The number of forward citations (FC) of a patent has been one of the considerations used when assessing the value of a patent or patent portfolio. Patent valuations are conducted for various reasons, for example, as part of due diligence work relating to a possible company merger or acquisition of a company or the patent portfolio itself.
Among the scientific community, a journal article’s number of citations generally confers at least some degree of prestige and other benefits to the authors. But whether the journal article’s many citations reflect the importance conferred on it by the scientific community is not always clear. Regardless, a journal article’s high citation numbers generally provide certain advantages to the authors, e.g., possible consideration for promotion to a higher professorial rank, in addition to some bragging rights.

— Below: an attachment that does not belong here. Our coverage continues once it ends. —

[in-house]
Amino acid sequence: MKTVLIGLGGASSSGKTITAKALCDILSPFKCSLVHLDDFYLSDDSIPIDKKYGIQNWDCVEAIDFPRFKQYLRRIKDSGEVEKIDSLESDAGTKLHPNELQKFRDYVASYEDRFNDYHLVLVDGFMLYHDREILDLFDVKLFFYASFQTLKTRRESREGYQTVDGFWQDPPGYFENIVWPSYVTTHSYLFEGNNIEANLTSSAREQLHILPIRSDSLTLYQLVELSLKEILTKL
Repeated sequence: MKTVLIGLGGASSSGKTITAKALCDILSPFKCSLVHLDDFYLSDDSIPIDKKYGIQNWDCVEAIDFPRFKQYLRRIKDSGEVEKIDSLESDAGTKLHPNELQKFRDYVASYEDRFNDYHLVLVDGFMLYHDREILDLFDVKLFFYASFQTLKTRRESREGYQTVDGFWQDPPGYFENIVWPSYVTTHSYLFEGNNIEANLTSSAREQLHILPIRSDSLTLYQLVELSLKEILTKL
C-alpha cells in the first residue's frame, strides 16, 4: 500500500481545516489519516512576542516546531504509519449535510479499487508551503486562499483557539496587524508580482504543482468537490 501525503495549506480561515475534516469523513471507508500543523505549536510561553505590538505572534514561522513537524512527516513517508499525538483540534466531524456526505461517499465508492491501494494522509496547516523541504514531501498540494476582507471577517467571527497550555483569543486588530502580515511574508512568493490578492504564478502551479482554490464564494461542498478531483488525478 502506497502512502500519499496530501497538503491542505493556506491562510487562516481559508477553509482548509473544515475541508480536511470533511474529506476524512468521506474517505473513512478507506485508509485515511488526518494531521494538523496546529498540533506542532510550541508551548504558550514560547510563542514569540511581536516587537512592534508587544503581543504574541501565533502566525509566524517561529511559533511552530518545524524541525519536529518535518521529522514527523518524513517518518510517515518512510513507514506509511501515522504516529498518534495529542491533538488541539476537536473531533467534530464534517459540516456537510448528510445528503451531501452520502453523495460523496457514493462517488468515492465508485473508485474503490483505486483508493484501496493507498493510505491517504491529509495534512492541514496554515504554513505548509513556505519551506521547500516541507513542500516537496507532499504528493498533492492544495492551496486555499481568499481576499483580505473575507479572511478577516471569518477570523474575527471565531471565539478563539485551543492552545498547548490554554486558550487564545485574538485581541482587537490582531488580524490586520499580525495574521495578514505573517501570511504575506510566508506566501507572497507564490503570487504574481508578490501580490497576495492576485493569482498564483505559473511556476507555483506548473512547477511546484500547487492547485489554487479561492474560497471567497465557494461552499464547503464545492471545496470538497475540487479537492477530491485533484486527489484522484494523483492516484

Patents though are not scientific papers. So, whatever value the number of citations bestows on a journal article or its author(s) is probably mostly irrelevant when considering patents, except maybe for the bragging right part.